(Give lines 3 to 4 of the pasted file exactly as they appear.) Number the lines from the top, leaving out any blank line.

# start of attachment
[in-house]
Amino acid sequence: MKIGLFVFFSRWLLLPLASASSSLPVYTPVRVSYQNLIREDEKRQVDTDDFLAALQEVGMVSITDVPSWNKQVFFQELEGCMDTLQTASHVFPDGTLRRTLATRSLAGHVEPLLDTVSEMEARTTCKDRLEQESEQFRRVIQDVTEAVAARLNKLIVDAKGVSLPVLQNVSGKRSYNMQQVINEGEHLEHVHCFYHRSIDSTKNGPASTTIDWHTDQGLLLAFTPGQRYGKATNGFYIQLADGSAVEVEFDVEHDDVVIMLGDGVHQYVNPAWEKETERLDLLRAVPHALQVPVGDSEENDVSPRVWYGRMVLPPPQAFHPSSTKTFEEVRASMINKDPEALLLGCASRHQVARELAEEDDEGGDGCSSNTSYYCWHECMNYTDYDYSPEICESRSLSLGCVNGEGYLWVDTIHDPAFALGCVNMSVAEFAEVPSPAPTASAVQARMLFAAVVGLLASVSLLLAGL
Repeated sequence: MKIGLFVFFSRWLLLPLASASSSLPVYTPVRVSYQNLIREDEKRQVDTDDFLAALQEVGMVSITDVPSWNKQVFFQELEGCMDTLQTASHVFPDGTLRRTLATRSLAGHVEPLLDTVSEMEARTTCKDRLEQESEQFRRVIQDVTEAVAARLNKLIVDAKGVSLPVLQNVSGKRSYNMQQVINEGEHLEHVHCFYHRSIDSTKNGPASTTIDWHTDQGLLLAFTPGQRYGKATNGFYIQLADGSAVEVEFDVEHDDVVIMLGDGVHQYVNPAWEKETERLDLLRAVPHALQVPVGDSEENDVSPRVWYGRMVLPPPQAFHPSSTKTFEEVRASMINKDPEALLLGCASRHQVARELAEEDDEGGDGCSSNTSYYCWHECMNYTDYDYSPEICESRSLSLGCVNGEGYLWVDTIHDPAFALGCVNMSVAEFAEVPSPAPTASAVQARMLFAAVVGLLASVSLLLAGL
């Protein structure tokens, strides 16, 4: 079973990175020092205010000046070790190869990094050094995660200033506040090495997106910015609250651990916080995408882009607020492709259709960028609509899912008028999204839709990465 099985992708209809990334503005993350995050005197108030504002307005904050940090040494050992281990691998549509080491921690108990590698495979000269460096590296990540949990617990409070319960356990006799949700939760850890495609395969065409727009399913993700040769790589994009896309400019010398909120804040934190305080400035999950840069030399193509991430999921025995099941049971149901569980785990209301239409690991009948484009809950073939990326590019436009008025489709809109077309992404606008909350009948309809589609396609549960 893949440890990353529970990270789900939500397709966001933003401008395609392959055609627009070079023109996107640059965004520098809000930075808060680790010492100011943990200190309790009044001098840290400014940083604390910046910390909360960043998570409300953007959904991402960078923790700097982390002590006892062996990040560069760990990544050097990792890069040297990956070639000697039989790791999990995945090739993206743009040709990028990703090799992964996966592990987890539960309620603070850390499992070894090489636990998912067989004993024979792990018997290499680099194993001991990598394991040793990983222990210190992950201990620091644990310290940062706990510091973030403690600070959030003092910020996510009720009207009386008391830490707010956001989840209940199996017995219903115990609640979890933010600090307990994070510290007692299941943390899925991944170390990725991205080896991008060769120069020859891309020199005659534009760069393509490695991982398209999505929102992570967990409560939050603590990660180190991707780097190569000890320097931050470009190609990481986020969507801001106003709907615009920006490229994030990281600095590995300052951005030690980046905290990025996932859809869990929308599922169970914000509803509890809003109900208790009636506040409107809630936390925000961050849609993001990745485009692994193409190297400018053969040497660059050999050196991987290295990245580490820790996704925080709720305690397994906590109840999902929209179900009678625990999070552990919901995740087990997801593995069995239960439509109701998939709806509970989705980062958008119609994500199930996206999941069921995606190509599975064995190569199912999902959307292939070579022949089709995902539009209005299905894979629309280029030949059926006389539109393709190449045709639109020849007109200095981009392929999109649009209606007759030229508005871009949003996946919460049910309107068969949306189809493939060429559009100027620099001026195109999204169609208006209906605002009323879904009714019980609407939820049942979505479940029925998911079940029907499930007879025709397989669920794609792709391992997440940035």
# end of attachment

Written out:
Repeated sequence: MKIGLFVFFSRWLLLPLASASSSLPVYTPVRVSYQNLIREDEKRQVDTDDFLAALQEVGMVSITDVPSWNKQVFFQELEGCMDTLQTASHVFPDGTLRRTLATRSLAGHVEPLLDTVSEMEARTTCKDRLEQESEQFRRVIQDVTEAVAARLNKLIVDAKGVSLPVLQNVSGKRSYNMQQVINEGEHLEHVHCFYHRSIDSTKNGPASTTIDWHTDQGLLLAFTPGQRYGKATNGFYIQLADGSAVEVEFDVEHDDVVIMLGDGVHQYVNPAWEKETERLDLLRAVPHALQVPVGDSEENDVSPRVWYGRMVLPPPQAFHPSSTKTFEEVRASMINKDPEALLLGCASRHQVARELAEEDDEGGDGCSSNTSYYCWHECMNYTDYDYSPEICESRSLSLGCVNGEGYLWVDTIHDPAFALGCVNMSVAEFAEVPSPAPTASAVQARMLFAAVVGLLASVSLLLAGL
């Protein structure tokens, strides 16, 4: 079973990175020092205010000046070790190869990094050094995660200033506040090495997106910015609250651990916080995408882009607020492709259709960028609509899912008028999204839709990465 099985992708209809990334503005993350995050005197108030504002307005904050940090040494050992281990691998549509080491921690108990590698495979000269460096590296990540949990617990409070319960356990006799949700939760850890495609395969065409727009399913993700040769790589994009896309400019010398909120804040934190305080400035999950840069030399193509991430999921025995099941049971149901569980785990209301239409690991009948484009809950073939990326590019436009008025489709809109077309992404606008909350009948309809589609396609549960 893949440890990353529970990270789900939500397709966001933003401008395609392959055609627009070079023109996107640059965004520098809000930075808060680790010492100011943990200190309790009044001098840290400014940083604390910046910390909360960043998570409300953007959904991402960078923790700097982390002590006892062996990040560069760990990544050097990792890069040297990956070639000697039989790791999990995945090739993206743009040709990028990703090799992964996966592990987890539960309620603070850390499992070894090489636990998912067989004993024979792990018997290499680099194993001991990598394991040793990983222990210190992950201990620091644990310290940062706990510091973030403690600070959030003092910020996510009720009207009386008391830490707010956001989840209940199996017995219903115990609640979890933010600090307990994070510290007692299941943390899925991944170390990725991205080896991008060769120069020859891309020199005659534009760069393509490695991982398209999505929102992570967990409560939050603590990660180190991707780097190569000890320097931050470009190609990481986020969507801001106003709907615009920006490229994030990281600095590995300052951005030690980046905290990025996932859809869990929308599922169970914000509803509890809003109900208790009636506040409107809630936390925000961050849609993001990745485009692994193409190297400018053969040497660059050999050196991987290295990245580490820790996704925080709720305690397994906590109840999902929209179900009678625990999070552990919901995740087990997801593995069995239960439509109701998939709806509970989705980062958008119609994500199930996206999941069921995606190509599975064995190569199912999902959307292939070579022949089709995902539009209005299905894979629309280029030949059926006389539109393709190449045709639109020849007109200095981009392929999109649009209606007759030229508005871009949003996946919460049910309107068969949306189809493939060429559009100027620099001026195109999204169609208006209906605002009323879904009714019980609407939820049942979505479940029925998911079940029907499930007879025709397989669920794609792709391992997440940035």